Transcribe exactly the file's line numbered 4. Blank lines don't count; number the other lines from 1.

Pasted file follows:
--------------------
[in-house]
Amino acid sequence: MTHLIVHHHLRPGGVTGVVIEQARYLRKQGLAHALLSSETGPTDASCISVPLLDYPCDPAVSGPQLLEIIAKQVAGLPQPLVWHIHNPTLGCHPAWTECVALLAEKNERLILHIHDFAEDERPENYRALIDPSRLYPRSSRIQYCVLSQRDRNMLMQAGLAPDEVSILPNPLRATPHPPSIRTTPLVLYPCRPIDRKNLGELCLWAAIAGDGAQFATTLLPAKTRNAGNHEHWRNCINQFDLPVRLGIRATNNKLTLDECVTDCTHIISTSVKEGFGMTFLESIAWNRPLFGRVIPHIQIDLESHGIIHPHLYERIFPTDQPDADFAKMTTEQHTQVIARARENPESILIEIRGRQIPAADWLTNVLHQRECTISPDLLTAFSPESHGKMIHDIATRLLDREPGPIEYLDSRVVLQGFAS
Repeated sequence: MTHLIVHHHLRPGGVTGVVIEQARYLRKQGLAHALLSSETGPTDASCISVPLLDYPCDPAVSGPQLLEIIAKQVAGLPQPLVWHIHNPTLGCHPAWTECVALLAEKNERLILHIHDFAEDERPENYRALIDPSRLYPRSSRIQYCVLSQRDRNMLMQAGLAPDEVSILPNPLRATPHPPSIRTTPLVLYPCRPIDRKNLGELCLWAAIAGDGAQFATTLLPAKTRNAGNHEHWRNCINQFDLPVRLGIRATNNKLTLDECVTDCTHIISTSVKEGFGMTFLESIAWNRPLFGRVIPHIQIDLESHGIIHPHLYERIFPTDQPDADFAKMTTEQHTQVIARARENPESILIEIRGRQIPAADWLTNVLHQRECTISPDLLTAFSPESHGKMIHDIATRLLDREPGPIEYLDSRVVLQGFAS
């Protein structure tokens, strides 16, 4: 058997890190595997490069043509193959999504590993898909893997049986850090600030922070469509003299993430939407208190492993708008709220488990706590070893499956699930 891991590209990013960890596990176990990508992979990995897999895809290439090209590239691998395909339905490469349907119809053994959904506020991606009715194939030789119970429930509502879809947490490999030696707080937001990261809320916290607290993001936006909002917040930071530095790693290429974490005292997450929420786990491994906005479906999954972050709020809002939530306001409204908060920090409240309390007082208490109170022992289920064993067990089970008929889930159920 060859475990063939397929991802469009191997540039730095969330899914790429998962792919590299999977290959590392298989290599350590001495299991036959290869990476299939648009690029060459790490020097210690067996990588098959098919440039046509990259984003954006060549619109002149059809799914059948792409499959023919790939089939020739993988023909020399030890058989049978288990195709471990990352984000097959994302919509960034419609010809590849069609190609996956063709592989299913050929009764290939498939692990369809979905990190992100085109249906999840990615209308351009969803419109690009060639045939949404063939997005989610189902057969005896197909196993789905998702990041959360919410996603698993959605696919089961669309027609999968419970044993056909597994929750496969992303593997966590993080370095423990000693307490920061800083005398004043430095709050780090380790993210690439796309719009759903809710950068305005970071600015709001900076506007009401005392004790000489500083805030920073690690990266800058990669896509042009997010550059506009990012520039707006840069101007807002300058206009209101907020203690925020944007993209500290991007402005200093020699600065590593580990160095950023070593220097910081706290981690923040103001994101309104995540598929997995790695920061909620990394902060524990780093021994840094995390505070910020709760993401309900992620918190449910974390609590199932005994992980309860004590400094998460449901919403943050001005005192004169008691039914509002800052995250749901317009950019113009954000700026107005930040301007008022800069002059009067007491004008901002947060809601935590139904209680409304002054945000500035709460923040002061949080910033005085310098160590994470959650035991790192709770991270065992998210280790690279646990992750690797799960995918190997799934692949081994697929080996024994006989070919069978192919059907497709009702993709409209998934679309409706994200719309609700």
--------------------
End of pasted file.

């Protein structure tokens, strides 16, 4: 058997890190595997490069043509193959999504590993898909893997049986850090600030922070469509003299993430939407208190492993708008709220488990706590070893499956699930 891991590209990013960890596990176990990508992979990995897999895809290439090209590239691998395909339905490469349907119809053994959904506020991606009715194939030789119970429930509502879809947490490999030696707080937001990261809320916290607290993001936006909002917040930071530095790693290429974490005292997450929420786990491994906005479906999954972050709020809002939530306001409204908060920090409240309390007082208490109170022992289920064993067990089970008929889930159920 060859475990063939397929991802469009191997540039730095969330899914790429998962792919590299999977290959590392298989290599350590001495299991036959290869990476299939648009690029060459790490020097210690067996990588098959098919440039046509990259984003954006060549619109002149059809799914059948792409499959023919790939089939020739993988023909020399030890058989049978288990195709471990990352984000097959994302919509960034419609010809590849069609190609996956063709592989299913050929009764290939498939692990369809979905990190992100085109249906999840990615209308351009969803419109690009060639045939949404063939997005989610189902057969005896197909196993789905998702990041959360919410996603698993959605696919089961669309027609999968419970044993056909597994929750496969992303593997966590993080370095423990000693307490920061800083005398004043430095709050780090380790993210690439796309719009759903809710950068305005970071600015709001900076506007009401005392004790000489500083805030920073690690990266800058990669896509042009997010550059506009990012520039707006840069101007807002300058206009209101907020203690925020944007993209500290991007402005200093020699600065590593580990160095950023070593220097910081706290981690923040103001994101309104995540598929997995790695920061909620990394902060524990780093021994840094995390505070910020709760993401309900992620918190449910974390609590199932005994992980309860004590400094998460449901919403943050001005005192004169008691039914509002800052995250749901317009950019113009954000700026107005930040301007008022800069002059009067007491004008901002947060809601935590139904209680409304002054945000500035709460923040002061949080910033005085310098160590994470959650035991790192709770991270065992998210280790690279646990992750690797799960995918190997799934692949081994697929080996024994006989070919069978192919059907497709009702993709409209998934679309409706994200719309609700």